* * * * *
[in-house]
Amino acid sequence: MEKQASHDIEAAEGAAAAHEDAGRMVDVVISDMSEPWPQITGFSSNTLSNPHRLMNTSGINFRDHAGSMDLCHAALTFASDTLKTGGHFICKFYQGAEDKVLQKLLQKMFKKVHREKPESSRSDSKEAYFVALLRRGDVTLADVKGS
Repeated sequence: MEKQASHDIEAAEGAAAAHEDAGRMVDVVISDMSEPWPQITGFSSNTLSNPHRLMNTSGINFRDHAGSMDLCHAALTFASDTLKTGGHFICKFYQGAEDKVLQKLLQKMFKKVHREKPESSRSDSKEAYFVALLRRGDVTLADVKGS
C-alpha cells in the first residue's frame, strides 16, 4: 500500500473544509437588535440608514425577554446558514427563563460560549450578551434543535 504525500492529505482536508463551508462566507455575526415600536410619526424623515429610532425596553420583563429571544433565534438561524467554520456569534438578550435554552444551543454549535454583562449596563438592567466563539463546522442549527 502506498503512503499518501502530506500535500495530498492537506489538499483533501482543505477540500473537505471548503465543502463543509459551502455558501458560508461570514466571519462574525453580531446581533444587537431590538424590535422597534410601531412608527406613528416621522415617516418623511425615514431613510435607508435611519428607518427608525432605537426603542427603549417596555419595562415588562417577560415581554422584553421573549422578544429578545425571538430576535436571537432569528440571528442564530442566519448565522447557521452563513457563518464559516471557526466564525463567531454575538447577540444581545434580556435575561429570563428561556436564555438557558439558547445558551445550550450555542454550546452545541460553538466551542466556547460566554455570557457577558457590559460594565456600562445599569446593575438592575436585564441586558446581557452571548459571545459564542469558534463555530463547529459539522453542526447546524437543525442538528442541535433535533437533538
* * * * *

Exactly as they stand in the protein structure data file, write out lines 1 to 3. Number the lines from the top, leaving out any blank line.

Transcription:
[in-house]
Amino acid sequence: MEKQASHDIEAAEGAAAAHEDAGRMVDVVISDMSEPWPQITGFSSNTLSNPHRLMNTSGINFRDHAGSMDLCHAALTFASDTLKTGGHFICKFYQGAEDKVLQKLLQKMFKKVHREKPESSRSDSKEAYFVALLRRGDVTLADVKGS
Repeated sequence: MEKQASHDIEAAEGAAAAHEDAGRMVDVVISDMSEPWPQITGFSSNTLSNPHRLMNTSGINFRDHAGSMDLCHAALTFASDTLKTGGHFICKFYQGAEDKVLQKLLQKMFKKVHREKPESSRSDSKEAYFVALLRRGDVTLADVKGS